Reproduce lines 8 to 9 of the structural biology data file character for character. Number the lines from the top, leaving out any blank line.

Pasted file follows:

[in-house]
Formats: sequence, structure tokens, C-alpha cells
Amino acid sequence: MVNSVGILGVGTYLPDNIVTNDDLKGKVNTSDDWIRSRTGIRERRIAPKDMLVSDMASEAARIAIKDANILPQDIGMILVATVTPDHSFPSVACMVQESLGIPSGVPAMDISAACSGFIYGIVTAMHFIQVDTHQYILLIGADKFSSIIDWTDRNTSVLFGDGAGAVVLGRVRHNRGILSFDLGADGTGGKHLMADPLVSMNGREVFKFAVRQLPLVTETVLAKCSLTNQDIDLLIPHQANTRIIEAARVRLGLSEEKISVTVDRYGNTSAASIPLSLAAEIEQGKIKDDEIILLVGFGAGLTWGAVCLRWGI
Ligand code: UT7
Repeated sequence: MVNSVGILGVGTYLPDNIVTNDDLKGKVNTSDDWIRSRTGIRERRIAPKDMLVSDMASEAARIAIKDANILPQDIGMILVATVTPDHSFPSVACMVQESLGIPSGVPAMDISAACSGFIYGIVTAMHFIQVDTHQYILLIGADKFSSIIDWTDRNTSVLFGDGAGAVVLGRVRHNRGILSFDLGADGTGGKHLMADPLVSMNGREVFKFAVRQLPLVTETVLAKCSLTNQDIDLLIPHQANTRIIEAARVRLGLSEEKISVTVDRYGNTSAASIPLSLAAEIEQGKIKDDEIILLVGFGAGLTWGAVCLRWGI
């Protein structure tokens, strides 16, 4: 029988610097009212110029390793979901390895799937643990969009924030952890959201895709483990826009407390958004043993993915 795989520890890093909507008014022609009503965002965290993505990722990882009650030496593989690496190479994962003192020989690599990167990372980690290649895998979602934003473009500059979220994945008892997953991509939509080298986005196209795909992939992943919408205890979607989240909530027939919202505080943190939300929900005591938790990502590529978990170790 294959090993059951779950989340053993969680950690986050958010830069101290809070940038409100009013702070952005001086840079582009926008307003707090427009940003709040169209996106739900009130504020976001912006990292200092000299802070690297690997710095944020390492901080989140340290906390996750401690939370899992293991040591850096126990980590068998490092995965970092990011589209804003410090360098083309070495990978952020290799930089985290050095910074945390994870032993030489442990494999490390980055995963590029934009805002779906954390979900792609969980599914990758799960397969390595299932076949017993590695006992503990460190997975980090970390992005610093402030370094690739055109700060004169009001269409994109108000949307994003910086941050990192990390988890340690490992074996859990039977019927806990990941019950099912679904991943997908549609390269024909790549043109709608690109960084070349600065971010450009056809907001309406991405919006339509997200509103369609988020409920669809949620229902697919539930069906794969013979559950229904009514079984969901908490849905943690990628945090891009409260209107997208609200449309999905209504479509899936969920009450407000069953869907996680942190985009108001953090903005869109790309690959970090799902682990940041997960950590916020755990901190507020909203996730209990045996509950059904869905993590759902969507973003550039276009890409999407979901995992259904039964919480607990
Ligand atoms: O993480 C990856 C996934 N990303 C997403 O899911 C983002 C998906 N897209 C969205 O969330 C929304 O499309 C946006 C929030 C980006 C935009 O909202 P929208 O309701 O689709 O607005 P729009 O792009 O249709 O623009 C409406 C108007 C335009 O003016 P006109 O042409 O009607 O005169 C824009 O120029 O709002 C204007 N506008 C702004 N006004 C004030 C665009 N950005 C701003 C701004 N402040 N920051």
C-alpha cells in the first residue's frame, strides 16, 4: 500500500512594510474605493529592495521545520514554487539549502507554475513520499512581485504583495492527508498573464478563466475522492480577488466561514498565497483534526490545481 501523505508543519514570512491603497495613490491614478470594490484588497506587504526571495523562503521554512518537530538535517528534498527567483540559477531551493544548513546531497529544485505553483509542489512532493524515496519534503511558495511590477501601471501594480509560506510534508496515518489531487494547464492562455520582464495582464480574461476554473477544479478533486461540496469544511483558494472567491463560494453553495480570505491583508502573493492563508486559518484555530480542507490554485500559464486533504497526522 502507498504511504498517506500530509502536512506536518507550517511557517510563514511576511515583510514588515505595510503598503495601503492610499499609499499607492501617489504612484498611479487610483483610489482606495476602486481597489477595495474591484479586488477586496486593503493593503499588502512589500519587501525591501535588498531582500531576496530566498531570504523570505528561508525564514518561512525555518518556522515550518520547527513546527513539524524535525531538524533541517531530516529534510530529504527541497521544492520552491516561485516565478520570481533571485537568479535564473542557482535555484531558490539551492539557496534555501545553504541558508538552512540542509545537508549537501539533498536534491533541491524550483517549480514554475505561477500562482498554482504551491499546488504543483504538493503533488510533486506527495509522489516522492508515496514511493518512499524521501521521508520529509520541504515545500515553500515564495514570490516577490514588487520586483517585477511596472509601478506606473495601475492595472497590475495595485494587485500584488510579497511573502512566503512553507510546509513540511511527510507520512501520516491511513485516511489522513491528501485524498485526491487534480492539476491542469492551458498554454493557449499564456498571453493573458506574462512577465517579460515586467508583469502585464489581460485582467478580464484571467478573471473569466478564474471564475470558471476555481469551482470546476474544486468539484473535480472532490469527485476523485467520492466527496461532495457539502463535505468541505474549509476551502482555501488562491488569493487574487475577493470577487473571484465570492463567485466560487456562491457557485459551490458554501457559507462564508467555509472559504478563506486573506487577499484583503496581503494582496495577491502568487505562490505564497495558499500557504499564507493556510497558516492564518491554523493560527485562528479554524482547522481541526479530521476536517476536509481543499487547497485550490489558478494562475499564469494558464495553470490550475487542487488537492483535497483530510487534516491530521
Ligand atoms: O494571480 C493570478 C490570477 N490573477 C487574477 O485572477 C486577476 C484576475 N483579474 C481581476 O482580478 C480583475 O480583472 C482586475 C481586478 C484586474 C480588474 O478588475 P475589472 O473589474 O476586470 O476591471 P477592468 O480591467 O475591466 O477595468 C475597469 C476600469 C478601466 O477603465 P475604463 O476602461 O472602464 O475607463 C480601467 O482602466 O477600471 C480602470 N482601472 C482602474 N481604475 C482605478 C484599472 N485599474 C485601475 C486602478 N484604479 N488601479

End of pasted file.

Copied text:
C-alpha cells in the first residue's frame, strides 16, 4: 500500500512594510474605493529592495521545520514554487539549502507554475513520499512581485504583495492527508498573464478563466475522492480577488466561514498565497483534526490545481 501523505508543519514570512491603497495613490491614478470594490484588497506587504526571495523562503521554512518537530538535517528534498527567483540559477531551493544548513546531497529544485505553483509542489512532493524515496519534503511558495511590477501601471501594480509560506510534508496515518489531487494547464492562455520582464495582464480574461476554473477544479478533486461540496469544511483558494472567491463560494453553495480570505491583508502573493492563508486559518484555530480542507490554485500559464486533504497526522 502507498504511504498517506500530509502536512506536518507550517511557517510563514511576511515583510514588515505595510503598503495601503492610499499609499499607492501617489504612484498611479487610483483610489482606495476602486481597489477595495474591484479586488477586496486593503493593503499588502512589500519587501525591501535588498531582500531576496530566498531570504523570505528561508525564514518561512525555518518556522515550518520547527513546527513539524524535525531538524533541517531530516529534510530529504527541497521544492520552491516561485516565478520570481533571485537568479535564473542557482535555484531558490539551492539557496534555501545553504541558508538552512540542509545537508549537501539533498536534491533541491524550483517549480514554475505561477500562482498554482504551491499546488504543483504538493503533488510533486506527495509522489516522492508515496514511493518512499524521501521521508520529509520541504515545500515553500515564495514570490516577490514588487520586483517585477511596472509601478506606473495601475492595472497590475495595485494587485500584488510579497511573502512566503512553507510546509513540511511527510507520512501520516491511513485516511489522513491528501485524498485526491487534480492539476491542469492551458498554454493557449499564456498571453493573458506574462512577465517579460515586467508583469502585464489581460485582467478580464484571467478573471473569466478564474471564475470558471476555481469551482470546476474544486468539484473535480472532490469527485476523485467520492466527496461532495457539502463535505468541505474549509476551502482555501488562491488569493487574487475577493470577487473571484465570492463567485466560487456562491457557485459551490458554501457559507462564508467555509472559504478563506486573506487577499484583503496581503494582496495577491502568487505562490505564497495558499500557504499564507493556510497558516492564518491554523493560527485562528479554524482547522481541526479530521476536517476536509481543499487547497485550490489558478494562475499564469494558464495553470490550475487542487488537492483535497483530510487534516491530521
Ligand atoms: O494571480 C493570478 C490570477 N490573477 C487574477 O485572477 C486577476 C484576475 N483579474 C481581476 O482580478 C480583475 O480583472 C482586475 C481586478 C484586474 C480588474 O478588475 P475589472 O473589474 O476586470 O476591471 P477592468 O480591467 O475591466 O477595468 C475597469 C476600469 C478601466 O477603465 P475604463 O476602461 O472602464 O475607463 C480601467 O482602466 O477600471 C480602470 N482601472 C482602474 N481604475 C482605478 C484599472 N485599474 C485601475 C486602478 N484604479 N488601479